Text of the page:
Botanical Gardens

The aim of the Botantical Gardens Project is:

  • Build on the success of students ‘In Bloom’ projects
  • Develop the grounds of the schools as a botanical garden
  • Enrich the learning environment for students and staff
  • Expand our business and community links.
  • Develop a collection of specialist gardens e.g.
    • The Ornamental Bandstand garden
    • The Kitchen garden
    • A Physic garden
    • A Rain garden
    • Woodland garden
    • Boreal Pine Plantation
  • Open the grounds to the public for special events

Time to say goodbye to cherry laurel

Work in progress by Gardening Matters, a collaboration between KEVI, volunteers and local businesses aiming to develop the school grounds into an attractive environment for school and local community. Parts of the grounds will be developed into open air classrooms for teaching biology.

Gardening Matters Event

Unfortunately the Gardening Matters event at Heighly Gate this Thursday has been postponed.

It will be rescheduled for the Spring and we’ll let you know the date as soon as possible.

Any tickets purchased will be valid for the new date. Alternatively, please return them to the point of purchase for a refund.

William Turner and new Science Garden

science Earlier this year two new science labs were built at KEVI and they look out onto the large mulberry tree that was donated as a cutting to George Chapman 30 years ago when he was researching Turner’s time at Syon House. George nurtured this cutting until it was established as a young tree and is now over 30ft tall.

The area around the tree is being developed into a Science Garden and the mulberry will be used as the introduction to Turner and his work. The idea is to grow some “Turner” plants and use them to lead into the medicinal uses of plants. Yew and periwinkle will be used to illustrate modern pharmacological uses of plants.

science2There was a long discussion about what to call the new labs and surrounding garden area and the name eventually agreed upon was the Mulberry Science Centre; a name that intrigued the students because they had no idea that the big tree was a mulberry.

The story, along with copies of Marie Addyman’s booklet about Turner created great interest so we asked artist David Hall for permission to use parts of his Turner artwork in the labs in order to provide an accessible reminder of the great man. He agreed, and we expect some of his superb drawings to adorn the walls of the new labs soon.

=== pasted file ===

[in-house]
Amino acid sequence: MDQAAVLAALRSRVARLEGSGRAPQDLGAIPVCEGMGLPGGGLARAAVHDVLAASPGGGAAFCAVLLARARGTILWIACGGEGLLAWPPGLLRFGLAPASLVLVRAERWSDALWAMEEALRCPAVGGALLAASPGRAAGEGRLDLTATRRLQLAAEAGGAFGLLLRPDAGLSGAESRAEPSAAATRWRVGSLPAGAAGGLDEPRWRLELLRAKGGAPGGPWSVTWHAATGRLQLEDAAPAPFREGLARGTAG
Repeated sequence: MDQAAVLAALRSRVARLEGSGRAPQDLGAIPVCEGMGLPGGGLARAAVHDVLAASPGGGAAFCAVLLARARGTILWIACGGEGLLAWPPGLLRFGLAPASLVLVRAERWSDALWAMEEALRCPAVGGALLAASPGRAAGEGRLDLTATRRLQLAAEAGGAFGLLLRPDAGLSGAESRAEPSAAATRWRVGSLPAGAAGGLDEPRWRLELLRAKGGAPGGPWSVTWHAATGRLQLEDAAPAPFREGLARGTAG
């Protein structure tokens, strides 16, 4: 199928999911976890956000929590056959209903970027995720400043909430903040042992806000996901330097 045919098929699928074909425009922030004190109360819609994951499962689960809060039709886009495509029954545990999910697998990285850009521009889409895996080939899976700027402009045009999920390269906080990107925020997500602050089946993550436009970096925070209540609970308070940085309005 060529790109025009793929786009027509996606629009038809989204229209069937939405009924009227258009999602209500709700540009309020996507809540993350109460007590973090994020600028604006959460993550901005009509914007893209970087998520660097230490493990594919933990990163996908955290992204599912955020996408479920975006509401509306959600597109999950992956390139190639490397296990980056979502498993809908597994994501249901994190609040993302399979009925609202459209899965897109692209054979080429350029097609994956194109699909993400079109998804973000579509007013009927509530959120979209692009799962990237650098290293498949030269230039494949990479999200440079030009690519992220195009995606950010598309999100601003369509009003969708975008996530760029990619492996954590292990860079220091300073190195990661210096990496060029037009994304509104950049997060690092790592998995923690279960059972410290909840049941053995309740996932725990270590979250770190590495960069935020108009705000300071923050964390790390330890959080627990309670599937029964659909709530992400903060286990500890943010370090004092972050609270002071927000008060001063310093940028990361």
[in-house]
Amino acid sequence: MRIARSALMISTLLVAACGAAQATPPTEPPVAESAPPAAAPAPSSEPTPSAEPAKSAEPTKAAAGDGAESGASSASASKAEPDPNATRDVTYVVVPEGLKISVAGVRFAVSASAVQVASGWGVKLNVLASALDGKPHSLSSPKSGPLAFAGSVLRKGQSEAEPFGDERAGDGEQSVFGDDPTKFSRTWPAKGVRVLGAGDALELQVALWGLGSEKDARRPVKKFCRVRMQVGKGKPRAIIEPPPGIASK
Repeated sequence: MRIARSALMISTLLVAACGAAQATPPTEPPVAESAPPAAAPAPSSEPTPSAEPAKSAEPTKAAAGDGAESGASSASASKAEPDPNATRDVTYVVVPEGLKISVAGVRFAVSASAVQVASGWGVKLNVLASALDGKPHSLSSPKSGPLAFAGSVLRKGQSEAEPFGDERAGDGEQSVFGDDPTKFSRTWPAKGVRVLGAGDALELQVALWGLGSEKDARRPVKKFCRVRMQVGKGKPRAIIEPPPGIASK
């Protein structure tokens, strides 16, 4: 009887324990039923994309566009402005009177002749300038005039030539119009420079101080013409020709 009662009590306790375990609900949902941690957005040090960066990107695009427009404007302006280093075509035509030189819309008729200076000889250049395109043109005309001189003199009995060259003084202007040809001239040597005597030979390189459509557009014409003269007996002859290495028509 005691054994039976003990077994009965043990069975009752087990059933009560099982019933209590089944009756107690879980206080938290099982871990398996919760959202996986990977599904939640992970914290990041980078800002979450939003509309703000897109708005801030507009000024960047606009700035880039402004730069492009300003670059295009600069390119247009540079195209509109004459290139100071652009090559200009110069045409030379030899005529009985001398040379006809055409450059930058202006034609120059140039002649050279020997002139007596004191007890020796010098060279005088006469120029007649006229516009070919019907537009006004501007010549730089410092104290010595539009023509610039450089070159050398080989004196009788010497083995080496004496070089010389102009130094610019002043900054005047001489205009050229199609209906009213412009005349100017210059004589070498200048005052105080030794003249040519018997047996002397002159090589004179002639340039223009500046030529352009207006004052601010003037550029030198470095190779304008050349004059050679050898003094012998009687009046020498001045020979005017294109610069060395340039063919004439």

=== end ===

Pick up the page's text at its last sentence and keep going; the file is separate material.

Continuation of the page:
Work on the new garden is proceeding at a pace. The builders of the new labs, Brims, built a pond and a series of raised beds that are being use to demonstrate how plants are adapted to different environments. In the autumn, compost bins and decomposition experiments will be started and hopefully we will plant a small meadow area.

School Council Sunflowers Project

Picture1Who are we?

We are part of KSC and we are the Y9 year reps

What do we want to do?

We want to encourage the current Y8’s to join school council when they come to KEVI by promoting school council whilst they are still in middle school


By doing this, we will have a better chance of getting the future Y9’s more involved with the school council

Picture2How will we do this? (the plans)

We plan to give every Y8 student a sunflower seed to plant, they will grow them and on one of their transition days they will bring them up to KEVI. The seedlings will then be planted and when the future Y9’s come up to KEVI they will be able to see a sea of sunflowers.

What we’re hoping to achieve

We really want to show the Y8’s how many fun and interesting things we get involved in.


The Bandstand

The Bandstand was styled as a perennial meadow with ayered planting to attract the optimum level of biodiversity. Picture4


War Memorial Garden – WW1 Commemoration

In 1914 the cadets numbered about a hundred and  the call came for their help as messengers in the local mobilisation.

Between 1917 and 1918, they spent summer camps at Kirkwhelpington and Meldon, helping farmers at agricultural work and not particularly enjoying the thistle cutting!

By 1915 casualty lists came flooding in as the great battles began.Picture7

In one form of 30 boys, 20 did not return, and in all 59 Old Boys and one member of staff lost their lives, most of them having served in the infantry, 24 in the Northumberland Fusiliers.

In total, some 350 Old Boys served in WW1

With thanks to the Staff and Trainees at Azure for restoring this garden and for planting 2,000 spring time Scilla bulbs in the bank side next to the Wolfson Suite.Picture5     Picture6